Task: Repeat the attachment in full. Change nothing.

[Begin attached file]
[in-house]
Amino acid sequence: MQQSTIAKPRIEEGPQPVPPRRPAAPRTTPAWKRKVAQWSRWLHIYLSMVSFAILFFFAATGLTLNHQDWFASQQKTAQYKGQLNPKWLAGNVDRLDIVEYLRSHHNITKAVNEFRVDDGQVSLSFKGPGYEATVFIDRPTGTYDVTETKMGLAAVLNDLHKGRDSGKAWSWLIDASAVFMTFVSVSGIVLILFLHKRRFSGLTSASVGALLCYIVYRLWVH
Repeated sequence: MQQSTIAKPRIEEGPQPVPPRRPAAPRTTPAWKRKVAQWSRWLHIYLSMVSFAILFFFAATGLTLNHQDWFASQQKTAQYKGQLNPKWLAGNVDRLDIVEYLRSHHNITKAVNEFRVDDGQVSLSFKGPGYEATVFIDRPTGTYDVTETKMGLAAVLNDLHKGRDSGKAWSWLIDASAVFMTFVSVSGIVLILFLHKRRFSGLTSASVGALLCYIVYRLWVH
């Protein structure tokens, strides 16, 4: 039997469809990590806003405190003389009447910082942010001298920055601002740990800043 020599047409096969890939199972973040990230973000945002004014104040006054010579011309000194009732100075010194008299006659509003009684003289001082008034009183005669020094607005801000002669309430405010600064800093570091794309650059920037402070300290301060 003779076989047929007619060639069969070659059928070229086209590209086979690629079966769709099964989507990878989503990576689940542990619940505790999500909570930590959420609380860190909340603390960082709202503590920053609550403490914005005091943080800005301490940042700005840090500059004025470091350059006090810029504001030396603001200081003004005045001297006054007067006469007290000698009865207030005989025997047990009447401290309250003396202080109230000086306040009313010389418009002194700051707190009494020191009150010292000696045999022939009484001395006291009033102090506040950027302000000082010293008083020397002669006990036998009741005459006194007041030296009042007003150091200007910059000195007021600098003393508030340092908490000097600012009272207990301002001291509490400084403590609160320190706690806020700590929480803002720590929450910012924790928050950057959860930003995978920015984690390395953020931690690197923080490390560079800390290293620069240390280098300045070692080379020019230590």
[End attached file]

[in-house]
Amino acid sequence: MQQSTIAKPRIEEGPQPVPPRRPAAPRTTPAWKRKVAQWSRWLHIYLSMVSFAILFFFAATGLTLNHQDWFASQQKTAQYKGQLNPKWLAGNVDRLDIVEYLRSHHNITKAVNEFRVDDGQVSLSFKGPGYEATVFIDRPTGTYDVTETKMGLAAVLNDLHKGRDSGKAWSWLIDASAVFMTFVSVSGIVLILFLHKRRFSGLTSASVGALLCYIVYRLWVH
Repeated sequence: MQQSTIAKPRIEEGPQPVPPRRPAAPRTTPAWKRKVAQWSRWLHIYLSMVSFAILFFFAATGLTLNHQDWFASQQKTAQYKGQLNPKWLAGNVDRLDIVEYLRSHHNITKAVNEFRVDDGQVSLSFKGPGYEATVFIDRPTGTYDVTETKMGLAAVLNDLHKGRDSGKAWSWLIDASAVFMTFVSVSGIVLILFLHKRRFSGLTSASVGALLCYIVYRLWVH
């Protein structure tokens, strides 16, 4: 039997469809990590806003405190003389009447910082942010001298920055601002740990800043 020599047409096969890939199972973040990230973000945002004014104040006054010579011309000194009732100075010194008299006659509003009684003289001082008034009183005669020094607005801000002669309430405010600064800093570091794309650059920037402070300290301060 003779076989047929007619060639069969070659059928070229086209590209086979690629079966769709099964989507990878989503990576689940542990619940505790999500909570930590959420609380860190909340603390960082709202503590920053609550403490914005005091943080800005301490940042700005840090500059004025470091350059006090810029504001030396603001200081003004005045001297006054007067006469007290000698009865207030005989025997047990009447401290309250003396202080109230000086306040009313010389418009002194700051707190009494020191009150010292000696045999022939009484001395006291009033102090506040950027302000000082010293008083020397002669006990036998009741005459006194007041030296009042007003150091200007910059000195007021600098003393508030340092908490000097600012009272207990301002001291509490400084403590609160320190706690806020700590929480803002720590929450910012924790928050950057959860930003995978920015984690390395953020931690690197923080490390560079800390290293620069240390280098300045070692080379020019230590």